by Dr. Terry W. Dorsett. Publisher: CrossBooks.
  • One on One Evangelism: How to Make Friends for Jesus

    By Lee Moseley

    “For a number of reasons, evangelism is often fraught with anxieties and fears. At the same time, sharing your faith is one of the most fulfilling and exciting things that you will ever do. As a “friend of sinners,” Jesus spent half of his ministry time in one-on-one discussions with others. This is the primary model for evangelism that our Lord has provided for us. In One-on-One Evangelism, Lee Moseley offers a fun and simple model for spreading the gospel. It’s as simple as being a friend. After reading this book, you will one day look back, and say, “I never dreamed it was so easy. There is nothing I like to do more than get with people and become their friends. Absolutely nothing!”

  • Organic Outreach for Churches: Infusing Evangelistic Passion into Your Congregation

    by Kevin G. Harney. Publisher: Zondervan.

    Focuses on love on a mission to reach the lost with the gospel.

    Click to see full review

    This book review is provided by one of my friends, Daniel Threlfall, who is the marketing director for www.Sharefaith.com.They provide media resources, website development and other services for churches. A visit to their website is well worth your time. Please take a moment to read the review and consider purchasing a copy of Organic Outreach.

    Think with me for a second. Is the following statement true of your church? “Churches invest an inordinate percentage of their time and finances in people who are already followers of Jesus.” True, isn’t it? Is it true of your church? Most churches pour the vast majority of their resources and time into taking care of the sheep.

    So what?

    Kevin Harney, author of Organic Outreach thinks we have a problem. “Not all of this is bad or wrong,” he’s quick to point out. But as a whole, we’re probably spending too much time and too much money on the already-disciples, forsaking the not-yet-disciples, those whom Jesus commanded us to reach with the good news. It’s not just a matter of the dollars and cents of the church budget. It’s a deeper issue that penetrates into very fabric of the church. Churches that lack outreach are churches that lack life.

    Maybe it’s time to change this. Maybe it’s time to amp up your church’s outreach. Maybe it’s time to be more aggressive about the Great Commission. Maybe it’s time to get serious about reaching people who are living and dying, never being relentlessly pursued by passionate Christians, eager to share the life-changing message of Jesus. Maybe it’s time we focus on outreach.

    What Organic Outreach Is All About

    Harney’s book is a jarring wake-up call to do just that. It’s more than an alarm, though. Sure, our churches need to a wake up call, but we need more. That’s why Organic Outreach opens with a triumphant anthem trumpeting the glories of Christ’s church, and a motivating chorus that proclaims a theology of love—love for God, love for others, and love for the church. The book then moves into sketching out a blueprint of how outreach should look. In this section, the motivation turns practical, as Harney explains how outreach looks, works, and acts.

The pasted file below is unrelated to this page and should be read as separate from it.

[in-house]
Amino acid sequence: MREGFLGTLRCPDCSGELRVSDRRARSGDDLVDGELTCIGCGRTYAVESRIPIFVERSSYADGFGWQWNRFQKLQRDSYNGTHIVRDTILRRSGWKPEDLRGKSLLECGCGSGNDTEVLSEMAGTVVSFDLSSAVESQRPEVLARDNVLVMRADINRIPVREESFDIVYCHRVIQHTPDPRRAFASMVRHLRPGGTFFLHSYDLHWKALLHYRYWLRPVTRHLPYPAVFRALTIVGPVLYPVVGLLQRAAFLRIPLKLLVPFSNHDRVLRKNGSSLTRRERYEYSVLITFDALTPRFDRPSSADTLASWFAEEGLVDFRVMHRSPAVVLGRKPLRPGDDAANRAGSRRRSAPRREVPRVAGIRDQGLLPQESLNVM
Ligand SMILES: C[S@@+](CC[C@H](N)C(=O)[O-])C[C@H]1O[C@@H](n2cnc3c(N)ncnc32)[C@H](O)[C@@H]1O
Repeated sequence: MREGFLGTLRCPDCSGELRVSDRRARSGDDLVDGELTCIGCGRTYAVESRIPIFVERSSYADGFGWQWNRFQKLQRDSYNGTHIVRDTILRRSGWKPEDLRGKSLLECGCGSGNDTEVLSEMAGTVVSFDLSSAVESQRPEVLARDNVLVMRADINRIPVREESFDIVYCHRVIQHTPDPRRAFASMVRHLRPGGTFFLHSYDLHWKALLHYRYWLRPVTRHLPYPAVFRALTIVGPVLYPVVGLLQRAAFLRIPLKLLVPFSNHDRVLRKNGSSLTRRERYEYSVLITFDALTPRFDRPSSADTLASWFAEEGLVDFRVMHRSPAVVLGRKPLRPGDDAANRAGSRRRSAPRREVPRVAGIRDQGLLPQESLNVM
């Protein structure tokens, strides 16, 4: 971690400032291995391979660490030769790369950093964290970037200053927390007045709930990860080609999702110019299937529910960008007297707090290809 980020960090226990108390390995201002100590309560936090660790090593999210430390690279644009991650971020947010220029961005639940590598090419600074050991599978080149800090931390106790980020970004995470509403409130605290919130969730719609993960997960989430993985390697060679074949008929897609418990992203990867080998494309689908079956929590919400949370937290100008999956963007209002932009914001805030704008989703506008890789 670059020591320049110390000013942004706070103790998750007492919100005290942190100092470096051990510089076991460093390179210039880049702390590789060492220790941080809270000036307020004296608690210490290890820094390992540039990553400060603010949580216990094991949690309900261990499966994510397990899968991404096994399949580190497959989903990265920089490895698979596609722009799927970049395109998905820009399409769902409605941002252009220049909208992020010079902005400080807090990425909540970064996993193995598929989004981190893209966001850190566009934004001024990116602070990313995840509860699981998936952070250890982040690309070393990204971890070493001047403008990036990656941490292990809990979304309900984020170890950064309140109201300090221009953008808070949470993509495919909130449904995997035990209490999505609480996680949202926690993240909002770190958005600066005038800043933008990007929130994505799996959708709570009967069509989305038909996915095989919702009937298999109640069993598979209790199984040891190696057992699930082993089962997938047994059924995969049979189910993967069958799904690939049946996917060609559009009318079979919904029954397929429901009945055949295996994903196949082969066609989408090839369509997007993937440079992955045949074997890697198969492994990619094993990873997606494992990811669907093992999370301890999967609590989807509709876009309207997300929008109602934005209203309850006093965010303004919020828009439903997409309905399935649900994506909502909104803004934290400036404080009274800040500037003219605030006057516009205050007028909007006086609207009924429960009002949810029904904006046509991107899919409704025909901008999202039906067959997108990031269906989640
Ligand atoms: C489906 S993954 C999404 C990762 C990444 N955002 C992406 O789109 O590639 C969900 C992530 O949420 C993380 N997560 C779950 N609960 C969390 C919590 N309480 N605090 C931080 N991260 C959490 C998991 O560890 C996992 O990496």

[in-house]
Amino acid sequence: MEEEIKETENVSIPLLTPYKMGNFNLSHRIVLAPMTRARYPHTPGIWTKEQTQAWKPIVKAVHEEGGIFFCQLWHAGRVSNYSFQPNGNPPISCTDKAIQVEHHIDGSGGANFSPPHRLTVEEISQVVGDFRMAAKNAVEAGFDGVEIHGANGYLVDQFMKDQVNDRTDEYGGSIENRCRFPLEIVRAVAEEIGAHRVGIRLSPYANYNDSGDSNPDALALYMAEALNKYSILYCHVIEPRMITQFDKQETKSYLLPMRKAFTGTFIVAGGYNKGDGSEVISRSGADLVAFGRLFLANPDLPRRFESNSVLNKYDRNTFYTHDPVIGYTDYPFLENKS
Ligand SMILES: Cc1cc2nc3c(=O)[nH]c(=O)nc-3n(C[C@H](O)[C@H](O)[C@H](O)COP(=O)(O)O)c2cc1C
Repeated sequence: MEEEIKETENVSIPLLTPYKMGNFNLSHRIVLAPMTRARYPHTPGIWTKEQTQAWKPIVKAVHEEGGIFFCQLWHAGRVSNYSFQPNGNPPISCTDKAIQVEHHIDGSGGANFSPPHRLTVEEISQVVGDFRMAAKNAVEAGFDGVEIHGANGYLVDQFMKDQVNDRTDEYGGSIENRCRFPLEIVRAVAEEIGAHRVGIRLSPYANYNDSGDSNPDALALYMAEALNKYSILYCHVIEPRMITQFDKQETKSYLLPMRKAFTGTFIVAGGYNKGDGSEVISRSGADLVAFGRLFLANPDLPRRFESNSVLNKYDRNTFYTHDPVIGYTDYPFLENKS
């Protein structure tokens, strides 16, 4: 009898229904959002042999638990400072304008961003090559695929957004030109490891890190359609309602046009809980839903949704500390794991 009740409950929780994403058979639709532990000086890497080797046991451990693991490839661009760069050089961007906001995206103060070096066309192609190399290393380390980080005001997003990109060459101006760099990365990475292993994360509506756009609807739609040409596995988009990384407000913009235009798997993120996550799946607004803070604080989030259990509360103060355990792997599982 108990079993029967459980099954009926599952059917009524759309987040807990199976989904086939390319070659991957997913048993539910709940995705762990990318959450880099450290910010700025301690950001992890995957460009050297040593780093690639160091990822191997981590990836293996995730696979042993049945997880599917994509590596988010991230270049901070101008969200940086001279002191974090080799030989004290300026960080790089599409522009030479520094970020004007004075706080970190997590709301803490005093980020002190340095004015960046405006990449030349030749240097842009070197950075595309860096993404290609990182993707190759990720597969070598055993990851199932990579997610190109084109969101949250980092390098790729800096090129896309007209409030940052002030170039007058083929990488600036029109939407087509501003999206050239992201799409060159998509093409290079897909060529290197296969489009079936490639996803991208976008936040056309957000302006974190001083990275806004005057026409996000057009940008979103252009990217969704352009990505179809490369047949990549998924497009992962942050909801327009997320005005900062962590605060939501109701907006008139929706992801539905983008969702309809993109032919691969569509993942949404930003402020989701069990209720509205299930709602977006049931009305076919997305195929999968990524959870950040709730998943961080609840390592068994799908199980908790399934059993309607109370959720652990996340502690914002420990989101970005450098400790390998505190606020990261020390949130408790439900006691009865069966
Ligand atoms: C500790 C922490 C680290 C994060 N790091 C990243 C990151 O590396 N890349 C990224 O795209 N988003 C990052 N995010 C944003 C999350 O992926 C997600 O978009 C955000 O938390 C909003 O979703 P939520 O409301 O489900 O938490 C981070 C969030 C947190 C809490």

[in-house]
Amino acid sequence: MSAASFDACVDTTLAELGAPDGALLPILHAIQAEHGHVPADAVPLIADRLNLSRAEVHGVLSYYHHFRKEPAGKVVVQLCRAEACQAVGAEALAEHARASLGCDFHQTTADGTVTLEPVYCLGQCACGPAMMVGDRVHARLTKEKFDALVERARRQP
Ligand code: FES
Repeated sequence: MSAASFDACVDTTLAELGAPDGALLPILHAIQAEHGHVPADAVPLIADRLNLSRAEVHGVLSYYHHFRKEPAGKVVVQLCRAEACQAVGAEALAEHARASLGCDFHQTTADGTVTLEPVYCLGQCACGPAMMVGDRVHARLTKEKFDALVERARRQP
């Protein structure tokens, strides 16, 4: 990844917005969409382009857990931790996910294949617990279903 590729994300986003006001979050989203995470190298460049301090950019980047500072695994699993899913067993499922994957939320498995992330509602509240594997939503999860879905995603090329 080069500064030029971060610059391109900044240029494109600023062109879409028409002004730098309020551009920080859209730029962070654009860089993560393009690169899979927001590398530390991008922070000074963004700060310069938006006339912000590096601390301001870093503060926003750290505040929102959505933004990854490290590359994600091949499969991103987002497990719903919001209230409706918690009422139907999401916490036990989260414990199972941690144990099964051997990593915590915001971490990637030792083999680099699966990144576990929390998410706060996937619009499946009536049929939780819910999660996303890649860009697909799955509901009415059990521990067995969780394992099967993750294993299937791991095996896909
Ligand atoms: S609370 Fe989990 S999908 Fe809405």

Outreach is a great concept, but without any practical tips, it dwindles into nothing more than just that—a concept, devoid of action. Within this practical section, don’t expect a seven-step, surefire way to firing up a languid congregation and win 4,000 converts by next Sunday. I hope your church does have 4,000 true converts by Sunday, but outreach isn’t the product of seven-steps. As Harney explains, outreach begins with loving God. “Without this, nothing else matters.” Organic outreach isn’t formulaic. Rather, it is a natural outflow of right theology, joined with right action.

    Organic?

    Just like outreach is a buzzword, so is organic. As a point of fact, you may even have eaten organic yogurt for breakfast this morning, especially if you’re a hipster. When coupled with “outreach,” the word “organic” goes beyond Whole Food and Trader Joe’s. “Organic” is the author’s way of describing how outreach goes “beyond pushpins and committees.” Instead, organic outreach “should flow naturally and freely from God into every level of your church ministry. From there, it should pour from your church into your community and the world.”

    This type of outreach begins to make sense when you envision the final product. In this vision of an organically outreaching assembly, you see a church whose nursery workers are thinking, “outreach,” rather than exclusively focusing on disinfecting slobbery toys and sealing up soiled diapers. In this vision, you see a church treasurer who isn’t just tallying up offerings each Sunday. Rather, he is planning a free financial seminar for people in the church’s community. The New Mom’s committee is not just lining up house help for Brenda, the Sunday School teacher who just had twins. Instead, the committee is finding people to prepare some meals for Rhonda, an unemployed single mom of four who lives two doors down from the church. Is the vision beginning to flesh out in your mind? In the Organic Outreach model, “outreach” is no longer a buzzword. Nor is it just a committee project. Instead, it is the Jesus-focused, others-loving heartbeat of the entire church.

    Harney’s one-liner explanation sums it up: “Organic outreach is a change in the culture of your entire church.”

    Should you take several hours to read this book?

    Reading a book takes a lot of time. You should know, however, that Organic Outreach is a mere 192 pages, and it goes quick. You can probably get through it in three or four hours. That investment of time may very well revolutionize your ministry.

    If any one of these four points applies to you, you should read this book:

    •    You are involved in church leadership, want to be, or think you might someday.

    •    Your church could improve outreach, and better connect with its community.